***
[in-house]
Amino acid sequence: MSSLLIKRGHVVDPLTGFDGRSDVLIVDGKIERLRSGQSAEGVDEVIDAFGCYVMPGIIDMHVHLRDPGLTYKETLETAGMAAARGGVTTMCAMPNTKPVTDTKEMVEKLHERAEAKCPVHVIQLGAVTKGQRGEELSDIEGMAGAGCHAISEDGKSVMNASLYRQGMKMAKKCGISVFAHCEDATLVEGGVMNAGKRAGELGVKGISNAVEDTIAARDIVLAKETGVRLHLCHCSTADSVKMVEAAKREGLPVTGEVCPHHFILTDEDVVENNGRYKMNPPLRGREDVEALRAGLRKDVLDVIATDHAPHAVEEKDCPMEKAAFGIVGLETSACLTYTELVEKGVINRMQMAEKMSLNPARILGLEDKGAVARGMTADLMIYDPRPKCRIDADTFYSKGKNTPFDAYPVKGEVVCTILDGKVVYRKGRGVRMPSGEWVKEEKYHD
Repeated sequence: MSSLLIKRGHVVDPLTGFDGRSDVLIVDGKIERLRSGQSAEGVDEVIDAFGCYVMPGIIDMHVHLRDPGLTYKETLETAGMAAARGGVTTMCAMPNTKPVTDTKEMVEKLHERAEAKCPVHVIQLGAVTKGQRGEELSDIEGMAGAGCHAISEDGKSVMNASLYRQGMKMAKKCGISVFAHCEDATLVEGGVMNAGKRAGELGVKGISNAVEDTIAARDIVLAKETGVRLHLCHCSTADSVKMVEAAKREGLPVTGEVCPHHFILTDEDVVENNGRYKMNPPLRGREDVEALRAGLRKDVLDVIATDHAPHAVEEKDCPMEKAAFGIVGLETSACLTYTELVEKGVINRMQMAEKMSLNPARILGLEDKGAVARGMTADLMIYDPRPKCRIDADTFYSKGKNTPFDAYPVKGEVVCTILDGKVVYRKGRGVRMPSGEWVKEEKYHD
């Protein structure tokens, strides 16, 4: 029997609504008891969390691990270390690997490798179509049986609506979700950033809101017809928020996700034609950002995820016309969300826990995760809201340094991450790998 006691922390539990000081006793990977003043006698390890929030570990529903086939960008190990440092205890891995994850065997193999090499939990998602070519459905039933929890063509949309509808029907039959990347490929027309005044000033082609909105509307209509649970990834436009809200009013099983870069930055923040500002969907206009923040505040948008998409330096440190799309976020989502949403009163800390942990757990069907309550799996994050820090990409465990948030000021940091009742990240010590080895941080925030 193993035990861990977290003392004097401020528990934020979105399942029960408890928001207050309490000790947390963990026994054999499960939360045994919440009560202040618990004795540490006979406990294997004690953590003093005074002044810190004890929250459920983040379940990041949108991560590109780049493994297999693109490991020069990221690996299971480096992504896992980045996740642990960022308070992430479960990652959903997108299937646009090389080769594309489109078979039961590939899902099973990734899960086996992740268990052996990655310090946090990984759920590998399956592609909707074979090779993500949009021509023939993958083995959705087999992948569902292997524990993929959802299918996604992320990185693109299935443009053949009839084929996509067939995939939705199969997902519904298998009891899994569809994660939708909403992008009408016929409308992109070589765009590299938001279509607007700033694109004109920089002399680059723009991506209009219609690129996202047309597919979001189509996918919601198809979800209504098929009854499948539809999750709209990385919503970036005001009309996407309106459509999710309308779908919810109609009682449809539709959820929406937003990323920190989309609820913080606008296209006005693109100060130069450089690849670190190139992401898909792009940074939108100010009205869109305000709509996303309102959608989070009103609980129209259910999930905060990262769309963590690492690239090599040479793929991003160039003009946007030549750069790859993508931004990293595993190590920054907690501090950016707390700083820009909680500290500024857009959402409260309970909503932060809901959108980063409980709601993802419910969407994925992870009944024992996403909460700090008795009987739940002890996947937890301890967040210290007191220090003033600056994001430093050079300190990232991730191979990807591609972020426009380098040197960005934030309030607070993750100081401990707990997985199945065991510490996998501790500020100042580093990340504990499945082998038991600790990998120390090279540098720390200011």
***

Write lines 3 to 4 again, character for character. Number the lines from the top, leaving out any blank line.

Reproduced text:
Repeated sequence: MSSLLIKRGHVVDPLTGFDGRSDVLIVDGKIERLRSGQSAEGVDEVIDAFGCYVMPGIIDMHVHLRDPGLTYKETLETAGMAAARGGVTTMCAMPNTKPVTDTKEMVEKLHERAEAKCPVHVIQLGAVTKGQRGEELSDIEGMAGAGCHAISEDGKSVMNASLYRQGMKMAKKCGISVFAHCEDATLVEGGVMNAGKRAGELGVKGISNAVEDTIAARDIVLAKETGVRLHLCHCSTADSVKMVEAAKREGLPVTGEVCPHHFILTDEDVVENNGRYKMNPPLRGREDVEALRAGLRKDVLDVIATDHAPHAVEEKDCPMEKAAFGIVGLETSACLTYTELVEKGVINRMQMAEKMSLNPARILGLEDKGAVARGMTADLMIYDPRPKCRIDADTFYSKGKNTPFDAYPVKGEVVCTILDGKVVYRKGRGVRMPSGEWVKEEKYHD
């Protein structure tokens, strides 16, 4: 029997609504008891969390691990270390690997490798179509049986609506979700950033809101017809928020996700034609950002995820016309969300826990995760809201340094991450790998 006691922390539990000081006793990977003043006698390890929030570990529903086939960008190990440092205890891995994850065997193999090499939990998602070519459905039933929890063509949309509808029907039959990347490929027309005044000033082609909105509307209509649970990834436009809200009013099983870069930055923040500002969907206009923040505040948008998409330096440190799309976020989502949403009163800390942990757990069907309550799996994050820090990409465990948030000021940091009742990240010590080895941080925030 193993035990861990977290003392004097401020528990934020979105399942029960408890928001207050309490000790947390963990026994054999499960939360045994919440009560202040618990004795540490006979406990294997004690953590003093005074002044810190004890929250459920983040379940990041949108991560590109780049493994297999693109490991020069990221690996299971480096992504896992980045996740642990960022308070992430479960990652959903997108299937646009090389080769594309489109078979039961590939899902099973990734899960086996992740268990052996990655310090946090990984759920590998399956592609909707074979090779993500949009021509023939993958083995959705087999992948569902292997524990993929959802299918996604992320990185693109299935443009053949009839084929996509067939995939939705199969997902519904298998009891899994569809994660939708909403992008009408016929409308992109070589765009590299938001279509607007700033694109004109920089002399680059723009991506209009219609690129996202047309597919979001189509996918919601198809979800209504098929009854499948539809999750709209990385919503970036005001009309996407309106459509999710309308779908919810109609009682449809539709959820929406937003990323920190989309609820913080606008296209006005693109100060130069450089690849670190190139992401898909792009940074939108100010009205869109305000709509996303309102959608989070009103609980129209259910999930905060990262769309963590690492690239090599040479793929991003160039003009946007030549750069790859993508931004990293595993190590920054907690501090950016707390700083820009909680500290500024857009959402409260309970909503932060809901959108980063409980709601993802419910969407994925992870009944024992996403909460700090008795009987739940002890996947937890301890967040210290007191220090003033600056994001430093050079300190990232991730191979990807591609972020426009380098040197960005934030309030607070993750100081401990707990997985199945065991510490996998501790500020100042580093990340504990499945082998038991600790990998120390090279540098720390200011």